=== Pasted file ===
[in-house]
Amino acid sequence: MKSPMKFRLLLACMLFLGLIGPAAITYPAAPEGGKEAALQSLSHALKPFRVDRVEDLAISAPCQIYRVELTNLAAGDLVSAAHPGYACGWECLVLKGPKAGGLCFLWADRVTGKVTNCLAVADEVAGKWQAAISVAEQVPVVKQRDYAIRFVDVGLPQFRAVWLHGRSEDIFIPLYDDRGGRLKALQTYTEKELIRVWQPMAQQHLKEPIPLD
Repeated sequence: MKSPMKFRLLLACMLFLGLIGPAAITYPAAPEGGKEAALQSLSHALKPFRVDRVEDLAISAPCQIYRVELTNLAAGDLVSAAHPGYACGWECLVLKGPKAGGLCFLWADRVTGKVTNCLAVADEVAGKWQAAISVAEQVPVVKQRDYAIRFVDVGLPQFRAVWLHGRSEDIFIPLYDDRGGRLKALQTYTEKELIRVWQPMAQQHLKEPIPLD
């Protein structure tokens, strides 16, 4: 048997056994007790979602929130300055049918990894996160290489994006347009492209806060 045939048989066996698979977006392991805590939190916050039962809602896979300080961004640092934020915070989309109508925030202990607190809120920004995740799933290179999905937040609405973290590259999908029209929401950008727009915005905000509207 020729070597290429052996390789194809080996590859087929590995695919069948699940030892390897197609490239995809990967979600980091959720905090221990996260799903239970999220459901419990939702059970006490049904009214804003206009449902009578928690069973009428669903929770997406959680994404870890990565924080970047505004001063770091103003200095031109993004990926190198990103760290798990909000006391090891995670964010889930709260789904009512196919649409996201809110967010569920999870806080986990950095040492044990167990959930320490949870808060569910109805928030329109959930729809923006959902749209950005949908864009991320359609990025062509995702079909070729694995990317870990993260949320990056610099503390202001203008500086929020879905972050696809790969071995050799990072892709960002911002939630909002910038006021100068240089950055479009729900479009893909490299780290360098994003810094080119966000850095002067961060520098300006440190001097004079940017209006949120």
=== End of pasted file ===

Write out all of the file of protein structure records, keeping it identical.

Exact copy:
[in-house]
Amino acid sequence: MKSPMKFRLLLACMLFLGLIGPAAITYPAAPEGGKEAALQSLSHALKPFRVDRVEDLAISAPCQIYRVELTNLAAGDLVSAAHPGYACGWECLVLKGPKAGGLCFLWADRVTGKVTNCLAVADEVAGKWQAAISVAEQVPVVKQRDYAIRFVDVGLPQFRAVWLHGRSEDIFIPLYDDRGGRLKALQTYTEKELIRVWQPMAQQHLKEPIPLD
Repeated sequence: MKSPMKFRLLLACMLFLGLIGPAAITYPAAPEGGKEAALQSLSHALKPFRVDRVEDLAISAPCQIYRVELTNLAAGDLVSAAHPGYACGWECLVLKGPKAGGLCFLWADRVTGKVTNCLAVADEVAGKWQAAISVAEQVPVVKQRDYAIRFVDVGLPQFRAVWLHGRSEDIFIPLYDDRGGRLKALQTYTEKELIRVWQPMAQQHLKEPIPLD
């Protein structure tokens, strides 16, 4: 048997056994007790979602929130300055049918990894996160290489994006347009492209806060 045939048989066996698979977006392991805590939190916050039962809602896979300080961004640092934020915070989309109508925030202990607190809120920004995740799933290179999905937040609405973290590259999908029209929401950008727009915005905000509207 020729070597290429052996390789194809080996590859087929590995695919069948699940030892390897197609490239995809990967979600980091959720905090221990996260799903239970999220459901419990939702059970006490049904009214804003206009449902009578928690069973009428669903929770997406959680994404870890990565924080970047505004001063770091103003200095031109993004990926190198990103760290798990909000006391090891995670964010889930709260789904009512196919649409996201809110967010569920999870806080986990950095040492044990167990959930320490949870808060569910109805928030329109959930729809923006959902749209950005949908864009991320359609990025062509995702079909070729694995990317870990993260949320990056610099503390202001203008500086929020879905972050696809790969071995050799990072892709960002911002939630909002910038006021100068240089950055479009729900479009893909490299780290360098994003810094080119966000850095002067961060520098300006440190001097004079940017209006949120």